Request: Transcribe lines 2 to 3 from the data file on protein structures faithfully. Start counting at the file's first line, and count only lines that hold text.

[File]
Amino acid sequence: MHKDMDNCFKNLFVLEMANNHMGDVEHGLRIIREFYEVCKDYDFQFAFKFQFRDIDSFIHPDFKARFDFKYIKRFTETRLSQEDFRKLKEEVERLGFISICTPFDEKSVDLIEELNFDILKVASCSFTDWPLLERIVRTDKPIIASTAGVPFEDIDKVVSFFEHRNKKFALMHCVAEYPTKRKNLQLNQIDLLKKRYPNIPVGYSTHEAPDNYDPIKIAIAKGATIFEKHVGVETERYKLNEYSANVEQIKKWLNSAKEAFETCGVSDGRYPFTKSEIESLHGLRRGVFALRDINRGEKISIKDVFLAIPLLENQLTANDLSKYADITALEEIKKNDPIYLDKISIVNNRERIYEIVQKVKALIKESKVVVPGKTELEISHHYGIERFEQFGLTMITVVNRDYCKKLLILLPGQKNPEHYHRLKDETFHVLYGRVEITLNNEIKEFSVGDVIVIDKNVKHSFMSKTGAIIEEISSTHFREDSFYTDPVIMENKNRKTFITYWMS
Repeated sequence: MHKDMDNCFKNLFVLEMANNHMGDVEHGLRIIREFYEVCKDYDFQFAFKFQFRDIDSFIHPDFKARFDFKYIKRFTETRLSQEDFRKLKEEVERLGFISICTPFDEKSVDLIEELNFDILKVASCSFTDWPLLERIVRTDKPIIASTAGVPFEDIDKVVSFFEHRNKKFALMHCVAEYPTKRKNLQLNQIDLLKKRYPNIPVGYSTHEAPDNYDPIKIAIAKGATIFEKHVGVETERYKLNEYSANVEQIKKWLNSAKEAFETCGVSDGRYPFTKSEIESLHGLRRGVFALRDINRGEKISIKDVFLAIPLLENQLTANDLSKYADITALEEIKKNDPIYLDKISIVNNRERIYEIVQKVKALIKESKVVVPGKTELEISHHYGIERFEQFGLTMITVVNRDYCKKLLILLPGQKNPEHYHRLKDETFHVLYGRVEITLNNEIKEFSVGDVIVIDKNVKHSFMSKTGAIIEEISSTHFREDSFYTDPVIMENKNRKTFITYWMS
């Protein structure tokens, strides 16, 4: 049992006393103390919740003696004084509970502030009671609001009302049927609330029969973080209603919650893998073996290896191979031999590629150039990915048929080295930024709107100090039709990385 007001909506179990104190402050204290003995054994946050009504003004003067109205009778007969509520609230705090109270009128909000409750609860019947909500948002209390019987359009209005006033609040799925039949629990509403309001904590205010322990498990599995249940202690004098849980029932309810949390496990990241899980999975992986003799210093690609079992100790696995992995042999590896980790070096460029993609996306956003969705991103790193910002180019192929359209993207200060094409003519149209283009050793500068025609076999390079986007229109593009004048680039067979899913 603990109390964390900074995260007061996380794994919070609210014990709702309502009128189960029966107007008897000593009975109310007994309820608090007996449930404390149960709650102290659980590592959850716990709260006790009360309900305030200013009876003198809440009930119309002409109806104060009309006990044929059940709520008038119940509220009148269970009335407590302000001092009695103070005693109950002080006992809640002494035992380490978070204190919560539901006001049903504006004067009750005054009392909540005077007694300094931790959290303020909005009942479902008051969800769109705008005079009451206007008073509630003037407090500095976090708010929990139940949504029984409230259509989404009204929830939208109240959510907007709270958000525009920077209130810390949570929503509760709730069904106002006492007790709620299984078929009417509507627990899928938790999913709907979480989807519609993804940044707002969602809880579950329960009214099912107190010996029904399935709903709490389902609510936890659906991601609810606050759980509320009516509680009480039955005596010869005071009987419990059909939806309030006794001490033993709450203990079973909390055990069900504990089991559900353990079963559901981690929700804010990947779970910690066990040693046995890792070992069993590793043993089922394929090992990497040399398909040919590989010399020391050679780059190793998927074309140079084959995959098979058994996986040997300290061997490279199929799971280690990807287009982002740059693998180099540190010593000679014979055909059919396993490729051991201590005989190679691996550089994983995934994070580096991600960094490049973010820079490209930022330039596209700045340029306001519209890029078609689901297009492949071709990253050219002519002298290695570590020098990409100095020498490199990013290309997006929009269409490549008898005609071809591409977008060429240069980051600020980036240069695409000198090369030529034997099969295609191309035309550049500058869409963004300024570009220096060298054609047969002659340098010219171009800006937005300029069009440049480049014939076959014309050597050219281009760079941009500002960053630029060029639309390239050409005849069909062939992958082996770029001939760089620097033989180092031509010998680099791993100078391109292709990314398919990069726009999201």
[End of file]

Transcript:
Repeated sequence: MHKDMDNCFKNLFVLEMANNHMGDVEHGLRIIREFYEVCKDYDFQFAFKFQFRDIDSFIHPDFKARFDFKYIKRFTETRLSQEDFRKLKEEVERLGFISICTPFDEKSVDLIEELNFDILKVASCSFTDWPLLERIVRTDKPIIASTAGVPFEDIDKVVSFFEHRNKKFALMHCVAEYPTKRKNLQLNQIDLLKKRYPNIPVGYSTHEAPDNYDPIKIAIAKGATIFEKHVGVETERYKLNEYSANVEQIKKWLNSAKEAFETCGVSDGRYPFTKSEIESLHGLRRGVFALRDINRGEKISIKDVFLAIPLLENQLTANDLSKYADITALEEIKKNDPIYLDKISIVNNRERIYEIVQKVKALIKESKVVVPGKTELEISHHYGIERFEQFGLTMITVVNRDYCKKLLILLPGQKNPEHYHRLKDETFHVLYGRVEITLNNEIKEFSVGDVIVIDKNVKHSFMSKTGAIIEEISSTHFREDSFYTDPVIMENKNRKTFITYWMS
């Protein structure tokens, strides 16, 4: 049992006393103390919740003696004084509970502030009671609001009302049927609330029969973080209603919650893998073996290896191979031999590629150039990915048929080295930024709107100090039709990385 007001909506179990104190402050204290003995054994946050009504003004003067109205009778007969509520609230705090109270009128909000409750609860019947909500948002209390019987359009209005006033609040799925039949629990509403309001904590205010322990498990599995249940202690004098849980029932309810949390496990990241899980999975992986003799210093690609079992100790696995992995042999590896980790070096460029993609996306956003969705991103790193910002180019192929359209993207200060094409003519149209283009050793500068025609076999390079986007229109593009004048680039067979899913 603990109390964390900074995260007061996380794994919070609210014990709702309502009128189960029966107007008897000593009975109310007994309820608090007996449930404390149960709650102290659980590592959850716990709260006790009360309900305030200013009876003198809440009930119309002409109806104060009309006990044929059940709520008038119940509220009148269970009335407590302000001092009695103070005693109950002080006992809640002494035992380490978070204190919560539901006001049903504006004067009750005054009392909540005077007694300094931790959290303020909005009942479902008051969800769109705008005079009451206007008073509630003037407090500095976090708010929990139940949504029984409230259509989404009204929830939208109240959510907007709270958000525009920077209130810390949570929503509760709730069904106002006492007790709620299984078929009417509507627990899928938790999913709907979480989807519609993804940044707002969602809880579950329960009214099912107190010996029904399935709903709490389902609510936890659906991601609810606050759980509320009516509680009480039955005596010869005071009987419990059909939806309030006794001490033993709450203990079973909390055990069900504990089991559900353990079963559901981690929700804010990947779970910690066990040693046995890792070992069993590793043993089922394929090992990497040399398909040919590989010399020391050679780059190793998927074309140079084959995959098979058994996986040997300290061997490279199929799971280690990807287009982002740059693998180099540190010593000679014979055909059919396993490729051991201590005989190679691996550089994983995934994070580096991600960094490049973010820079490209930022330039596209700045340029306001519209890029078609689901297009492949071709990253050219002519002298290695570590020098990409100095020498490199990013290309997006929009269409490549008898005609071809591409977008060429240069980051600020980036240069695409000198090369030529034997099969295609191309035309550049500058869409963004300024570009220096060298054609047969002659340098010219171009800006937005300029069009440049480049014939076959014309050597050219281009760079941009500002960053630029060029639309390239050409005849069909062939992958082996770029001939760089620097033989180092031509010998680099791993100078391109292709990314398919990069726009999201």